Jacoby suggests that American society would be better off if people returned to church. I’d argue that we’re better off teaching people to think critically, question authority, examine doctrine, and search for primary source material. Doing otherwise is simply addressing the symptom, not the underlying social problem.
Banish religion and it will return in disastrous forms
Jeff Jacoby’s “Religion in America is fading, but true believers are everywhere” hits the nail on the head. Humans are inherently religious. If the religious impulse is thrown out the front door, it will reenter through the back door as ideology, with potentially disastrous results for everyone. The salient examples in modern times are National Socialism and Communism.
Spiritual needs, in a nutshell
I enjoyed Jeff Jacoby’s column. Our spiritual needs are to be kind to others, to form a circle of friends and relatives, and to join a global community that strives to protect us from extinction by climate change and pollution.
‘If you speak for God, then you shut out any discussion’
Fire and brimstone — religion by fear — is one of the reasons the flock is fading. I support and will defend your right to model what you believe your deity would do in living a religious life. If that belief works for you and has room for all others to be seen as valuable citizens, then I am happy for you. But if you speak for God, then you shut out any discussion. If we let the gods speak for themselves and we speak for ourselves, then we can work together.
Contrary to the studies Jeff Jacoby cites, I am not depressed. I have volunteered in my community. I have given blood. I do not drink or take drugs. My mental health is excellent and I am happy. I AM AN ATHEIST.
Wide-ranging debate online
Jeff Jacoby’s column generated more than 150 comments from readers on BostonGlobe.com. The following is an edited sampling:
My very favorite thing about churches in Europe: They are mostly empty. And what’s fascinating about that, in terms of this column, is that on average, when compared with Americans, it’s Europeans who “tend to live longer, to suffer lower levels of stress, to have fewer symptoms of depression, and to have better cardiovascular and immune function.” (pgerlings)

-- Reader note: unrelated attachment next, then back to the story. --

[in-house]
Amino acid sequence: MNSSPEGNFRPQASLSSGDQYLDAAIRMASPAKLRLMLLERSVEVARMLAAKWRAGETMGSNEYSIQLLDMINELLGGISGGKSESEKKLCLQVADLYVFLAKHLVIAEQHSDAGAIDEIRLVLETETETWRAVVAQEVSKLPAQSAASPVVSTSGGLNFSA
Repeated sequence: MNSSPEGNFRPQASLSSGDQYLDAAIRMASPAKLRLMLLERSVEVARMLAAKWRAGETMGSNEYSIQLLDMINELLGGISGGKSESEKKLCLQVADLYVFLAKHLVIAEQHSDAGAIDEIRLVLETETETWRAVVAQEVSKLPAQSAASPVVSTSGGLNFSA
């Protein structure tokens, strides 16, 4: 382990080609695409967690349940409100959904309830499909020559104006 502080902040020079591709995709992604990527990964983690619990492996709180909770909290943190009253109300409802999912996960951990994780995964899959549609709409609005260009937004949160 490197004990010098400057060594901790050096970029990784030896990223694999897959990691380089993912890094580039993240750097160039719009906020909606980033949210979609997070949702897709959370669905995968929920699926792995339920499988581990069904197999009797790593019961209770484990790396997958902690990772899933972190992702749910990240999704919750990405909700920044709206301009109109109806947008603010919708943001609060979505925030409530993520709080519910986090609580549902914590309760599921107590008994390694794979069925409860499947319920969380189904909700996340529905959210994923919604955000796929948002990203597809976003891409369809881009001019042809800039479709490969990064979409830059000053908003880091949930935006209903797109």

^ That most likely has to do with their diet, and not lack of religion. (Hoffenpot)
^ My very favorite thing about churches in the USA: People like you don’t attend them. (UnwokeinVT)
I’ll take my religious cues from Christopher Hitchens, Sam Harris, Richard Dawkins, and Carl Sagan along with George Carlin and Lewis Black. While I find comparative religion fascinating and instructive regarding the history of the human condition, the invisible man in the sky is an artifact of a time that has long since passed. The view that we can only be moral, kind, or charitable if we believe in a supreme being is nonsense. To paraphrase Hitchens, name for me one moral act that can be undertaken by a believer that cannot be undertaken by a nonbeliever. He went to his grave and no one ever came up with an answer to that simple question he so often posed in his debates with theists. As Carlin once said, “I used to be Irish Catholic, now I’m an American — you know . . . you grow.” (NHBoundin21)
^ Faith is about a lot more than an invisible man in the sky and a means of enforcing morality. I would suggest adding one more person to your reading list to get a broader perspective: C. S. Lewis. (Doverham)
^ “The view that we can only be moral, kind, or charitable if we believe in a supreme being is nonsense.“ Agreed. The difference, at least for me, is in thinking about the source of our desire to act morally, charitably, or with kindness. For me it is God. For some that doesn’t matter; certainly for the recipients of such grace (as in the parable of the Good Samaritan) it doesn’t matter who aids them when they are in great need and, as Jesus made clear in that story, one need not be of the same religious faith or culture in order to do good to others. The several deeply religious friends of Christopher Hitchens obviously loved him for reasons other than conformity with their beliefs. (sideflare)
Many of us, in spite of recent events and technologies, are spiritual seekers, support good science, and have interior lives nurtured by faith. Many long to be part of something greater, beyond life, but also within life, to create a better, more just and ecological world. Most faiths allow for this, so let’s not throw the baby out with the bathwater. Let’s instead eliminate the corrupting influences and actively question the mixing of dogmatic faith and politics. (DavidDobrowolski)
In my experience, people who choose not to belong to a church are not areligious. They tend to enjoy Christmas, Easter, and appear to be actual believers. But choosing a house of worship is just not important to them. I find it sad, but would never insist that one make that choice. The other thing I have noticed is that children coming along is usually what leads people to find a church. Many married, childless couples are detached from organized religion but never want their offspring to be so. For this reason, a child’s baptism is often the beginning of church membership. I am so happy, as a lifelong Episcopalian, that my own children have a strong attachment to our church. They actually participate in worship services, and you can tell that it is an important part of their lives. It is tragic that fewer people are doing this. (Richmond12)
So, where did the universe come from? (eorins)
Good question. There are (at least) two ways to answer it. One is to investigate it, as scientists do. Another is to make something up. (onetimemathematician)
And Jesus said, ”Blessed are those who have not seen and yet believe.” John 20:24-29 (user_1700434)
In the spirit of Jeff Jacoby’s column, that same bit of scripture could also apply to Trump’s followers. Ironic, yes? (FlexPat)